20220913 – Western Mount Desert Island and a trip to Ellsworth, Maine

TUESDAY 13 September

Breakfast was toasted slices of Rob’s walnut date bread with butter and fresh blueberries.  (I think I have referred to this in previous posts as cranberry walnut bread.  It’s not; it’s walnut date bread.)

We had woken up to fog hanging above us in the campground.  After checking the weather forecast, we decided that today was not the day to use the Island Explorer bus service to re-visit Acadia National Park (ANP).  We looked at our map of MDI/ANP and decided to drive to Southwest Harbor and up the western side of MDI and on to Ellsworth.  I worked on the blog post for yesterday but did not get finished before we left to go explore more of Mount Desert Island (MDI).

The tree-covered hill on the east side of Echo Lake at Echo Lake Beach.  Our impression of Mount Desert Island generally, and Acadia National Park in particular, at this time of year was a palette consisting of shades of green, with occasional hints that fall is just around the corner.

We left around 10 AM and drove back into Bar Harbor on Hwy-3 where we picked up Hwy-233 over to Hwy-3/Hwy-198 and on to Hwy-102, bearing left to Somesville.  We did a slow roll through town, because there was a lot a traffic and pedestrians.  It looked like a cool place to stop, with galleries and shops, including food and coffee, but parking looked to be a problem.

The west side of Echo Lake as seen from Echo Lake Beach, with the hilltops still shrouded in mist.

We continued traveling south, parallel to the west edge of Somes Sound, and stopped at Echo Lake Beach where I took a few photos.  There were two people swimming in the Lake wearing wetsuits.  A sign warned that the water was “wicked cold.”

We continued on to Southwest Harbor, which impressed us a working harbor in a working town; definitely not upscale MDI.  The harbor, however, really caught my eye as it was shrouded in mist.  I turned in to a small roadside pull-off and spent a few minutes looking at the scene.

We then took Hwy-102A to the left through Manset, and on towards Bass Harbor.  We turned south onto Lighthouse Road, which led down to the Bass Harbor Head Lightstation; a 19th-century cliffside lighthouse that is still in operation as an aid-to-navigation at the southernmost point of MDI.  We had encountered very little traffic up this point in our drive (except in Bar Harbor) but the way-too-small parking lot was full with a few vehicles waiting to get in, and no easy way to turn around.  When we were finally first in line, I managed to turn around and we left.  It was practically fogged in, so we weren’t really going see much anyway, and the building is not open to the public.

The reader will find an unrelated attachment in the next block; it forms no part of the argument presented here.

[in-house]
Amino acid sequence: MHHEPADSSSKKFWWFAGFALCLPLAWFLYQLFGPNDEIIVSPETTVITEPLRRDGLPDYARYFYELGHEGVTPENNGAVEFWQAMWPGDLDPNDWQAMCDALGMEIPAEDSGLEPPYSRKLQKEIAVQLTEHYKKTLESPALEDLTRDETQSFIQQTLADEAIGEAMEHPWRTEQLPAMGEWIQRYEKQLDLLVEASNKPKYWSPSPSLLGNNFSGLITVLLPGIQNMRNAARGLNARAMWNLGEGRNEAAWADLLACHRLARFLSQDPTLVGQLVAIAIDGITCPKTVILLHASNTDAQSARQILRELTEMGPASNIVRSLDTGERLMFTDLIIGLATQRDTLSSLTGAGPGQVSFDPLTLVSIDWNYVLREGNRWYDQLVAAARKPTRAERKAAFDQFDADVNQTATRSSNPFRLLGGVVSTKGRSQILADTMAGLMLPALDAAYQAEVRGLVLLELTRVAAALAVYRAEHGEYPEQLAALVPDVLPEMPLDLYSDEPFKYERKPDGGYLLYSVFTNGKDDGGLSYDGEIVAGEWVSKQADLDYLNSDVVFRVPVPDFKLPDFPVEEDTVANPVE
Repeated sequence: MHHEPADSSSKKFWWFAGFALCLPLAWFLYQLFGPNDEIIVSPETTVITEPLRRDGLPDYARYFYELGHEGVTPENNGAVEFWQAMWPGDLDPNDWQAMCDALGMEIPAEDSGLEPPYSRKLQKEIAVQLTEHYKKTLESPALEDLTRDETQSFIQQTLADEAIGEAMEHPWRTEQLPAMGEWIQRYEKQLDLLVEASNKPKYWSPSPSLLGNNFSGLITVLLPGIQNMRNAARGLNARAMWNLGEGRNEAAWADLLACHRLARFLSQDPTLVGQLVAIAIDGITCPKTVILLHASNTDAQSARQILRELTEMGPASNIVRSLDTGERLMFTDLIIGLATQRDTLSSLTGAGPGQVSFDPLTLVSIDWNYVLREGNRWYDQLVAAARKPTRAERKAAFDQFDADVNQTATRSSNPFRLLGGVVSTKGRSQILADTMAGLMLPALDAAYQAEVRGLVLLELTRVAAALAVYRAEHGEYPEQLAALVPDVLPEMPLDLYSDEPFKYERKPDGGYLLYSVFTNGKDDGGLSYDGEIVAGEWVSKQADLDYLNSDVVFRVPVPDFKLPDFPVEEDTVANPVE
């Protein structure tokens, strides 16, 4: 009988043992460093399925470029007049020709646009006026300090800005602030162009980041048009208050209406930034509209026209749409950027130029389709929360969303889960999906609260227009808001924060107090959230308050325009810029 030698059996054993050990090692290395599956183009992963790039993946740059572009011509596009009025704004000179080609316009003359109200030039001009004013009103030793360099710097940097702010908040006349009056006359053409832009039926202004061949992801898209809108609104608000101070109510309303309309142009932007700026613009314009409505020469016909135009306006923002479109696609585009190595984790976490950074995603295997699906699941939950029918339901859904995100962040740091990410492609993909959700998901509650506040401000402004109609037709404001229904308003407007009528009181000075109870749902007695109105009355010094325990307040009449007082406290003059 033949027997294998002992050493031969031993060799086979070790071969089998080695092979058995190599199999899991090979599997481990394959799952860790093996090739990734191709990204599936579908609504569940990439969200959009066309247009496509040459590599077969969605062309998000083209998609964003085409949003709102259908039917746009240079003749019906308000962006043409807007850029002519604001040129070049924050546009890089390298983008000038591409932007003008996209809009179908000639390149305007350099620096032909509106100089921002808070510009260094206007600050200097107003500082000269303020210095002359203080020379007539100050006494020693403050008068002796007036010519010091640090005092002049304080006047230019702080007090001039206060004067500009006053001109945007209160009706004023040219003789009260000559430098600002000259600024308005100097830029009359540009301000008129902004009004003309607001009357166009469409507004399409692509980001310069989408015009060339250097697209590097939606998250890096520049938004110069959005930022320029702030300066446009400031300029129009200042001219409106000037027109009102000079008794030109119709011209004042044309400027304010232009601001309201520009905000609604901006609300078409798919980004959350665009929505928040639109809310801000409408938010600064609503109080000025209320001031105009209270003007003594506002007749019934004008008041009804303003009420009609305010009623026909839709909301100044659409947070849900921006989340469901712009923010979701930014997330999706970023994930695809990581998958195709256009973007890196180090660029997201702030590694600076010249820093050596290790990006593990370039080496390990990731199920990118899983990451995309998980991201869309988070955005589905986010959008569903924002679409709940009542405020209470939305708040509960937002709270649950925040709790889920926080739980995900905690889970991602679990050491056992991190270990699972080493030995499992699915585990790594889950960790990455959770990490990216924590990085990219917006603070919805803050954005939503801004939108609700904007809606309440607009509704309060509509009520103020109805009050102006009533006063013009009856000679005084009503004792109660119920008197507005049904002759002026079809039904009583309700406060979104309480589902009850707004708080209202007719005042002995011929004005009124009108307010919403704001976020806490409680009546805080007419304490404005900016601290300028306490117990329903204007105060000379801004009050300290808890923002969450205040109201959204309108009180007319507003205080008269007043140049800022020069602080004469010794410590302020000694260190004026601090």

Southwest Harbor, Mount Desert Island, Maine, shrouded in a fine mist.  (My attempt at a ‘high key’ photo, which is not something I do very often.)

The U.S. Post Office in Seal Cove, Mount Desert Island, Maine.  We think the postmaster lived in the matching house off-camera to the right.

We continued on Hwy-102A into Bass Harbor, which ended at Hwy-102 at the north end of town, and continued west and north past Bernard.  We continued north as far as Seal Cove, where we stopped at the US Post Office so Linda could mail two postcards.  The post office was a small white clapboard building that shared a parking lot with a somewhat larger adjacent white clapboard house.  We presumed that postmaster lived in the house.  We continued north and east on Hwy-102, eventually going back through Somesville.

The drive up to this point took us in and out of the western part of ANP.  It seemed less crowded than what we experienced yesterday, although the parking at major trailheads was full to overflowing.